City of Woodinville seeks input on Climate Action Plan

by Kevin Teeter |

On March 7, the Woodinville City Council held its first of four meetings with Cascadia Consulting Group, a firm the city is working with to draft its Climate Action Plan (CAP).

Last year, the city adopted its first 5-year Strategic Plan, during which it called for the creation of a CAP in the 2023/24 biennium.

“[The CAP] will offer a suite of different strategies and actions related to reducing greenhouse gas emissions, and as well as identifying opportunities to increase climate resilience,” said Gretchen Muller, a Cascadia Consulting project manager working with the city, during the March 7 meeting. “Actions that address both of those are really critical to a successful plan.”

In 2021, all 39 King County cities established a shared greenhouse gas emissions reduction target of 50% by 2030 and 95% by 2050. These targets are roughly in line with the Intergovernmental Panel on Climate Change’s (IPCC) projections, which say we must halve global emissions by 2030 and achieve net-zero emissions by 2050 to stave off the most severe effects of climate change on human and environmental systems.

Federal, state and regional policies already in place are projected to lead to reductions in emissions in the city and wider county, but not enough to achieve the county’s targets.

“Although the overall emissions are going down over time, Woodinville is still not able to meet its emissions reductions targets with what’s coming through our pre-existing policies,” Muller said.

Last September, the Woodinville City Council accepted a grant from the Washington State Department of Commerce to fund its CAP. The grant requires the city to adopt a final draft by the end of June.

Since beginning the project in January, the city has taken stock of the community’s greenhouse gas emissions and created future emissions projections based on different courses of action.

According to the Puget Sound Regional Emissions Analysis, the city emitted 223,392 metric tons of CO2 in 2019. Muller said that Woodinville has higher per capita greenhouse gas emissions than most cities in the county because of the higher consumption of natural gas in the city’s commercial and industrial sectors.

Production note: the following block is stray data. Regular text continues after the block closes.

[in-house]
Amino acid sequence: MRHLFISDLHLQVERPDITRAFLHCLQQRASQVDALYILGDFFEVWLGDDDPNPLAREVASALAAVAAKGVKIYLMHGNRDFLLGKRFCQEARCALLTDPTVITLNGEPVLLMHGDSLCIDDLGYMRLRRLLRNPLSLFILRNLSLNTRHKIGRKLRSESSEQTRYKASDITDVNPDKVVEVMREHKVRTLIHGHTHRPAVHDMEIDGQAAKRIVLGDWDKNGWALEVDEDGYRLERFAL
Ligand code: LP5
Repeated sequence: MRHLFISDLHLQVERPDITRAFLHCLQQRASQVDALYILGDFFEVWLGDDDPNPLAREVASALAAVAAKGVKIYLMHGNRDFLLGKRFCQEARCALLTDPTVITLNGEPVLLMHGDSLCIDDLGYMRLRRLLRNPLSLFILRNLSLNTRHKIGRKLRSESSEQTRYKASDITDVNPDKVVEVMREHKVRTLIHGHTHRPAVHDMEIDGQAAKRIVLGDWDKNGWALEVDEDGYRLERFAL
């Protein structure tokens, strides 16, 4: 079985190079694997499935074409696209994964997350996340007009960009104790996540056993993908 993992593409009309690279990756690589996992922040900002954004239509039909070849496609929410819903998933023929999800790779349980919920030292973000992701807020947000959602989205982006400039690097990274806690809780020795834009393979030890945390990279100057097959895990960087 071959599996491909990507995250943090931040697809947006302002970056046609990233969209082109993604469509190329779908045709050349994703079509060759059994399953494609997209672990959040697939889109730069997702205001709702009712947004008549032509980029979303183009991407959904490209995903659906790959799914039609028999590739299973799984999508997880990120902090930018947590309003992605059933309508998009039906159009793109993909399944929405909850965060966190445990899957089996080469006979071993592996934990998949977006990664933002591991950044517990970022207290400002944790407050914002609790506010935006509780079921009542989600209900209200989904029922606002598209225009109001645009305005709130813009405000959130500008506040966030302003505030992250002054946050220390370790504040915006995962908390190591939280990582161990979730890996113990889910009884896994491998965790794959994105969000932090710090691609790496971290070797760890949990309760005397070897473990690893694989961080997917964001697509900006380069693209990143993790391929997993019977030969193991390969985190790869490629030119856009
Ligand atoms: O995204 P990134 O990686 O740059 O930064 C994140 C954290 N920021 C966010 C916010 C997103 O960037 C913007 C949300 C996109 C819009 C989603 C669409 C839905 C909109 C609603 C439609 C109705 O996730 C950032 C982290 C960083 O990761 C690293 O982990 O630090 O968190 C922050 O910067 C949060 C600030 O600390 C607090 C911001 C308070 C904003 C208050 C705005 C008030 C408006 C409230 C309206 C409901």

As they draft the plan, the city and consulting group will interview representatives from the Woodinville Chamber of Commerce, Rotary Club, 21 Acres and the Northshore School District to determine what actions to suggest.

“Given the short timeline, we have to be very strategic in what we can get done in the six months available,” said Assistant to the City Manager Kevin O’Neill in the March 7 meeting.

City Councilmember Michelle Evans raised concerns about the equitability of the input the city will receive, particularly with regard to businesses, given the short timeline.

“A retail business is going to have a really different perspective than a winery, is going to have a different perspective than a restaurant,” Evans said. “So I just want to make sure that we’re getting all of our business community’s involvement there.”

In an interview with the Weekly, O’Neill said the city has since revised its plan based on Evans’ concerns and hopes to gather business leaders from all sectors with the help of the Chamber of Commerce to receive direct input on the CAP.

“The delicate thing here is that the City of Woodinville … there's only so much that we can control,” O’Neill said. “We can't make some of these big sweeping changes that states or the federal government can.”

All community members and business leaders are also highly encouraged to give their input on the CAP, O’Neill said, through an online survey on the city website and virtual open house, which will be held sometime in April or May.

“We want to get as many people as possible,” O’Neill said. “It would be a great way to share their insight.”

He also noted that while the CAP will be completed by the end of June, the city’s climate and environmental policies can still be reevaluated later.

“Any plan that the city does realistically is a living document,” he said. “As the picture becomes even more clear of what we need to do, we'll make adjustments.”

To take the online survey, visit Also see to learn more about the Woodinville Climate Action Plan.